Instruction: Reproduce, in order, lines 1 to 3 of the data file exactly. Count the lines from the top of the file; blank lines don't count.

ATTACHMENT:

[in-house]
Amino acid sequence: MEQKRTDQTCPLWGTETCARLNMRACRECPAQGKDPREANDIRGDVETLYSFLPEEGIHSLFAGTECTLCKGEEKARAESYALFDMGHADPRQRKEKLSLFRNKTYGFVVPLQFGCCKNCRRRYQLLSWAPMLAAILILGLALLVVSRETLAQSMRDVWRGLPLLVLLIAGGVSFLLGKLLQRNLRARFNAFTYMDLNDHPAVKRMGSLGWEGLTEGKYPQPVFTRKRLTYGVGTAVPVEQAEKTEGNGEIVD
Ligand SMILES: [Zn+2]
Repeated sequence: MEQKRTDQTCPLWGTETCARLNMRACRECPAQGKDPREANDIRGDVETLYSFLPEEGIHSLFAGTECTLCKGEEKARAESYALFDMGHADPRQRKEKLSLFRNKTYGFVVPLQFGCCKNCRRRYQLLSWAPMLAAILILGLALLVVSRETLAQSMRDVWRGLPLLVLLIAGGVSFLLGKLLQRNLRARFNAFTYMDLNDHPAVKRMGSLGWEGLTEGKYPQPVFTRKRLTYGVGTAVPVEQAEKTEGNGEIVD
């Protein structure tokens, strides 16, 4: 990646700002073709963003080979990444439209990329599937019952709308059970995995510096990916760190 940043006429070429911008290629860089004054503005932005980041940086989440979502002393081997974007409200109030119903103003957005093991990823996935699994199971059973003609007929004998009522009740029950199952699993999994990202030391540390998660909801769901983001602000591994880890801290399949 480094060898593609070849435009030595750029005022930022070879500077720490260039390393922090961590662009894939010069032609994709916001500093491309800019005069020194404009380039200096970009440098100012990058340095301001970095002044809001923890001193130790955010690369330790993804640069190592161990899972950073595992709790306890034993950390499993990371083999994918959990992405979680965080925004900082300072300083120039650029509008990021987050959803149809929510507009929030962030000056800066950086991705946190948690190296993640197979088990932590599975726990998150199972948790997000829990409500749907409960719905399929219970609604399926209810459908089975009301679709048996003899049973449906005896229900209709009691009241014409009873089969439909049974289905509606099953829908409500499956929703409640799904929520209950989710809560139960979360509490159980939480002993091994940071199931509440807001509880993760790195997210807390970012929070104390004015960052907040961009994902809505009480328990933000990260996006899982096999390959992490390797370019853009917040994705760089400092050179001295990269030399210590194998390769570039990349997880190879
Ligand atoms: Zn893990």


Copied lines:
[in-house]
Amino acid sequence: MEQKRTDQTCPLWGTETCARLNMRACRECPAQGKDPREANDIRGDVETLYSFLPEEGIHSLFAGTECTLCKGEEKARAESYALFDMGHADPRQRKEKLSLFRNKTYGFVVPLQFGCCKNCRRRYQLLSWAPMLAAILILGLALLVVSRETLAQSMRDVWRGLPLLVLLIAGGVSFLLGKLLQRNLRARFNAFTYMDLNDHPAVKRMGSLGWEGLTEGKYPQPVFTRKRLTYGVGTAVPVEQAEKTEGNGEIVD
Ligand SMILES: [Zn+2]